Irwin IP Case Of The Week

No One Can Own the Copyright to Annotated State Statutes

On April 27, 2020, in a 5-4 decision with two dissenting opinions, the United States Supreme Court held that the annotations included in Georgia’s official statute are not copyrightable.  The ruling, authored by Chief Justice Roberts, was based on the majority’s conclusion that work performed in official legislative capacity does

SCOTUS: No Willfulness Required for Profits in TM Cases

On April 23, 2020, the United States Supreme Court resolved an even circuit split[1] by unanimously holding that willful infringement is not a pre-condition to a profits award in a trademark infringement suit.  This ruling increases the likelihood that, in the affected Circuits, more trademark infringement suits will settle for

Instagram Artists Beware: Posting Equates to Permission

Plaintiff Stephanie Sinclair brought suit against Defendant Mashable and its parent company, alleging copyright infringement when Mashable posted Sinclair’s photograph on its website without Sinclair’s authorization.  The Court granted Defendants’ Motion to Dismiss, finding that the Defendants had a valid sublicense from Instagram to post the photograph. Stephanie Sinclair is

Multi-Color Product Packaging Can Be Inherently Distinctive

The Federal Circuit recently held that trademarks for product packaging consisting of certain colors arranged in a particular design or pattern can be inherently distinctive, regardless of whether the design has any defined peripheral shape or border.  In re Forney Indus., Inc., Case No. 19-1073 (Fed. Cir. April 8, 2020)

Bad Faith Needed for Injunction of Patent Infringement Threat

The Federal Circuit recently reversed a decision granting a preliminary injunction prohibiting patent infringement threats and allegations on the grounds that the district court failed to consider whether the statements were made in bad faith, reaffirming longstanding Federal Circuit precedent regarding the scope of a patentee’s protected speech. In March

Withdrawing Counsel Still Accountable Under Rule 11

Plaintiff Bovinett brought suit against Defendant HomeAdvisor and other companies in August 2017 generally alleging improper use of Plaintiff’s image in HomeAdvisor advertising.[1]  During the course of the litigation, HomeAdvisor filed several motions for sanctions, including requests for sanctions against Plaintiff’s Attorney.  During the course of the litigation, Plaintiff’s Attorney

Supreme Court Says: States Maintain Sovereign Immunity for “Piracy”

In an opinion by Justice Kagan, the Supreme Court recently held that the Copyright Remedy Clarification Act of 1990 (“CRCA”) did not validly abrogate States’ sovereign immunity for copyright infringement.[1]  The Supreme Court relied on its 1999 decision in Florida Prepaid;[2]which held that Congress could not use its powers under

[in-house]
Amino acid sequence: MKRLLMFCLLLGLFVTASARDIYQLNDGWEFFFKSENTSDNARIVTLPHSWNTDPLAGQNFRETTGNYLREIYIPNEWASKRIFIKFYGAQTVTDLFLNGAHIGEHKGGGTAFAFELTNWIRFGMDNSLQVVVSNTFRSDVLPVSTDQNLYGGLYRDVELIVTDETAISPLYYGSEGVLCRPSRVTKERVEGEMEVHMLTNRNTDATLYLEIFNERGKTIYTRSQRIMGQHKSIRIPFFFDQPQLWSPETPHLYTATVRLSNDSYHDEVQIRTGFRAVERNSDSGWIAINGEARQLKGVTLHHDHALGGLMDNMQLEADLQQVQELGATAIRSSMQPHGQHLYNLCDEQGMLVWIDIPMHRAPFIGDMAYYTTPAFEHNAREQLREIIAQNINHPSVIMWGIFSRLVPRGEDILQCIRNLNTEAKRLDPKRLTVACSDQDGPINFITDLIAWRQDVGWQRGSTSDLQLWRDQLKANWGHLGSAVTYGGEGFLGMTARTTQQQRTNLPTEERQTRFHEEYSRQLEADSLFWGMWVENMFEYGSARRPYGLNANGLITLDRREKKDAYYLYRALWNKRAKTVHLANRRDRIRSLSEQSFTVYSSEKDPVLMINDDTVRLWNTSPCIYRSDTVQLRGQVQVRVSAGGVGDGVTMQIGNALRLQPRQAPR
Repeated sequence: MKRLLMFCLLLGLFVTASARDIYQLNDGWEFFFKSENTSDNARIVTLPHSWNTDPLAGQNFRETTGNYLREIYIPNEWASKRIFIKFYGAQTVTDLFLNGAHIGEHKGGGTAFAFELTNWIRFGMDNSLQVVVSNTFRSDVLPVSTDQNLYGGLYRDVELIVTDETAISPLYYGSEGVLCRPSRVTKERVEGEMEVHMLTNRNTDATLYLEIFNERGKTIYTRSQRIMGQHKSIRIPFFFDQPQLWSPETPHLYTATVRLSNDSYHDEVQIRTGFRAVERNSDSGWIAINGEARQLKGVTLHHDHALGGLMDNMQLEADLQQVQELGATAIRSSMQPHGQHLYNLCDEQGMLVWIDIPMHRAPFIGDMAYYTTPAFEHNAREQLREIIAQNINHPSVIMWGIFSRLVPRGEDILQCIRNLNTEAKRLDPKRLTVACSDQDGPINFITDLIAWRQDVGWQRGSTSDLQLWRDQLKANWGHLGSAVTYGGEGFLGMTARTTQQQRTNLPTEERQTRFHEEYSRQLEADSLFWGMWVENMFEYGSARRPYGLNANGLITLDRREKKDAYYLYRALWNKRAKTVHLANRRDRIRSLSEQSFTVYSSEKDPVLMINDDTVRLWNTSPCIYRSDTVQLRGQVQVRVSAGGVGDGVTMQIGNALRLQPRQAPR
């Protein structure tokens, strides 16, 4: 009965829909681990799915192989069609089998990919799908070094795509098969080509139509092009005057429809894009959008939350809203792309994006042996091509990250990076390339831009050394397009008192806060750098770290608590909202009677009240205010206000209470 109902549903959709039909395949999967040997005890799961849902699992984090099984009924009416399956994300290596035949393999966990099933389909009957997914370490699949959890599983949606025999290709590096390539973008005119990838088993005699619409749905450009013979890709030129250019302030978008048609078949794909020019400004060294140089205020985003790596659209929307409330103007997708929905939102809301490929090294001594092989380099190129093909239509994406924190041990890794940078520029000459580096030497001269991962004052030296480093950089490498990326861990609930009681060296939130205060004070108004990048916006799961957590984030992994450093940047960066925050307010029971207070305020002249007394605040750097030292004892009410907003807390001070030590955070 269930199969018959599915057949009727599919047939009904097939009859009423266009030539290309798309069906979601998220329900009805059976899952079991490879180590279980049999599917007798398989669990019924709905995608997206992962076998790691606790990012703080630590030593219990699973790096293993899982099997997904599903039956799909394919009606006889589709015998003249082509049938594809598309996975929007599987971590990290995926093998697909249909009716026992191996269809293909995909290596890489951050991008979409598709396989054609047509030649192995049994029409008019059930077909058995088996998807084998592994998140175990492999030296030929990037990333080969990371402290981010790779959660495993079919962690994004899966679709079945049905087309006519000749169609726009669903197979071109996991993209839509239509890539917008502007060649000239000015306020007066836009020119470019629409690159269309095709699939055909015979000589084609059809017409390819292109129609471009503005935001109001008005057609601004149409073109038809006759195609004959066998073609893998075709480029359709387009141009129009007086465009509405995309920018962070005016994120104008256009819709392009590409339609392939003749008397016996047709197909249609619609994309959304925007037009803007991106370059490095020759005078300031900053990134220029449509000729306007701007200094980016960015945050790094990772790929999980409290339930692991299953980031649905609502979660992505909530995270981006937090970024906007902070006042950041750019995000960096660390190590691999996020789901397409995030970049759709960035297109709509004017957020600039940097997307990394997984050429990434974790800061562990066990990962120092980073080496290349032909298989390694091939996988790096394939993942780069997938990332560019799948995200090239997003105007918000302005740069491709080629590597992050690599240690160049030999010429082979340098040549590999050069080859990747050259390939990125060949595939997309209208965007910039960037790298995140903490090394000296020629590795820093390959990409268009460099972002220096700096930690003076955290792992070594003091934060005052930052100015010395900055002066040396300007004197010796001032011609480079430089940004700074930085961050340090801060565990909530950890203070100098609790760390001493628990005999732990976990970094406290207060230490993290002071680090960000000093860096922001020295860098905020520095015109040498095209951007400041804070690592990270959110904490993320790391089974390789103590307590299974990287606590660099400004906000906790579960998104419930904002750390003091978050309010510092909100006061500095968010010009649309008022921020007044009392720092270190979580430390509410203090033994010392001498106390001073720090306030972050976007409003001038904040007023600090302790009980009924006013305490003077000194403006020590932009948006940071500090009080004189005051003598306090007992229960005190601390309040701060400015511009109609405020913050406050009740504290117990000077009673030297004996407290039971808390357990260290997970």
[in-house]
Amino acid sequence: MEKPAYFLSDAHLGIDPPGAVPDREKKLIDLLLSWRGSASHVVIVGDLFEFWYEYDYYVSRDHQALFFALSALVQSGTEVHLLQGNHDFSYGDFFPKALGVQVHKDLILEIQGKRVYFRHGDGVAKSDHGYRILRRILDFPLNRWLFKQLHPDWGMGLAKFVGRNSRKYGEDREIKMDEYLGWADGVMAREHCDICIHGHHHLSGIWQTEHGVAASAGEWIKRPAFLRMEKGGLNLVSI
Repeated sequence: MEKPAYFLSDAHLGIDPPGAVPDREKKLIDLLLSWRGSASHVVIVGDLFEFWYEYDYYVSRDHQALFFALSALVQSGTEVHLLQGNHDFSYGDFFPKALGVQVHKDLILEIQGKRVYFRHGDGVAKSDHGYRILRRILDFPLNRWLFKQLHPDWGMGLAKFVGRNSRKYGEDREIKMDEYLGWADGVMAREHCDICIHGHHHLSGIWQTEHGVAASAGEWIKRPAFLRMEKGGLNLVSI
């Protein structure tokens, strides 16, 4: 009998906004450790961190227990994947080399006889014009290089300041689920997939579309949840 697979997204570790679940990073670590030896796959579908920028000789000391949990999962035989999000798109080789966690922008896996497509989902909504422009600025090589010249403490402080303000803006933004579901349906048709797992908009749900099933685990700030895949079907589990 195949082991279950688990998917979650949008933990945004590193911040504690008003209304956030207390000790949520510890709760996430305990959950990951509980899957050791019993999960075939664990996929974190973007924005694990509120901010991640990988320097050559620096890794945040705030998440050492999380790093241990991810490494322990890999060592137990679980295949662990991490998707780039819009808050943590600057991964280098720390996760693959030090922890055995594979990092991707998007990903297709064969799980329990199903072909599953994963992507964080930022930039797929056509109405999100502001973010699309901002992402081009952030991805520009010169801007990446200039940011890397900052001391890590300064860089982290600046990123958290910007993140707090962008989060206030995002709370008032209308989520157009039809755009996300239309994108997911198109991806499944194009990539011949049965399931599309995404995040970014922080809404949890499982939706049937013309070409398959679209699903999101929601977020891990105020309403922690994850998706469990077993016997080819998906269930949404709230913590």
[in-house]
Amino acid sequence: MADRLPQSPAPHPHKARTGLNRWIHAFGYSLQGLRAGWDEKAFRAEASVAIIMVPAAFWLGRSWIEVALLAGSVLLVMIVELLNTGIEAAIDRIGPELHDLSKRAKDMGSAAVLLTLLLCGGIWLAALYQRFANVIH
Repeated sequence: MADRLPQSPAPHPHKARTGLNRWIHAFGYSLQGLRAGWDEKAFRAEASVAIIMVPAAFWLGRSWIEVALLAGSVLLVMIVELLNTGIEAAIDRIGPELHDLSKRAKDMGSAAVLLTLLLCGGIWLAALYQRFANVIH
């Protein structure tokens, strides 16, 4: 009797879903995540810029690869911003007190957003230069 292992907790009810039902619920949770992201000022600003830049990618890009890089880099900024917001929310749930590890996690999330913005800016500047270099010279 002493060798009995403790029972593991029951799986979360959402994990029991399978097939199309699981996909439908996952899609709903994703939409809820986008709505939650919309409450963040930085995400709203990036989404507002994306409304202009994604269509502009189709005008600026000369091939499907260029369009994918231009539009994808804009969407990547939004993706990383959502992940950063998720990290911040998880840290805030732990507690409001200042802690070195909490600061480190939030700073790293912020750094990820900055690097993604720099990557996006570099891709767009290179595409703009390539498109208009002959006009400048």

Heineken Brews Up a Win over Anheuser-Busch at the ITC

On September 5, 2018, Heineken filed a complaint with the International Trade Commission against Anheuser-Busch alleging a violation of § 337 of the Tariff Act, in the importation into or sale in the United States of beverage dispensing systems and components that allegedly infringed claims 1–11 of Heineken U.S. Patent

Ninth Circuit Overrules Copyright Inverse Ratio Rule

On March 9, 2020, the Court of Appeals for the Ninth Circuit, en banc, affirmed the district court’s judgment of noninfringement of copyright in favor of Led Zeppelin and, notably, joined the majority of circuits by overruling the “inverse ratio rule” for copyright infringement in its jurisdiction and further found

CleanTech’s “Dirty” Prosecution = Inequitable Conduct

Cleantech Corp. (“CleanTech”), the owner of four patents directed to recovering oil from an ethanol plant’s byproduct, began filing infringement actions against numerous defendants around the country beginning in 2009.  After the disparate actions were combined by the multidistrict litigation panel, the defendants moved for summary judgment on invalidity of

The Place of Business is People

The Federal Circuit held that a server owned by Google, Inc. that was installed in a third-party contractor’s datacenter did not constitute a “regular and established place of business” under the patent venue statute, 28 U.S.C. § 1400(b) because none of Google’s employees did business at the site.  In re:

Settlement Agreement Renders Case Moot, Plain and Simple

The Federal Circuit recently vacated an order granting summary judgment of non-infringement on the grounds that a settlement agreement executed shortly before the order mooted the case.  The Federal Circuit concluded that continuing obligations of the parties, as set forth in the settlement agreement, did not preclude this result.[1] In

The Long-Arm of the Law: Infringing Internet Sales Opens up Suit in Customers’ Home States

The Seventh Circuit held that internet sales of products with allegedly infringing branding from a national advertising company will establish personal jurisdiction in Illinois under the Illinois long-arm statute.  In trademark infringement cases, unlike patent cases, even a seemingly small number of allegedly infringing sales can be sufficient to establish

PTAB Cannot Cancel Claims for Indefiniteness in IPR Proceedings

The Federal Circuit recently ruled the Patent Trial and Appeal Board (“the PTAB”) may not cancel claims for indefiniteness in an inter partes review (“IPR”) proceeding.[1]  The Federal Circuit concluded while an IPR petition defines the scope of an IPR proceeding, the Board may not exceed its governing statutory provisions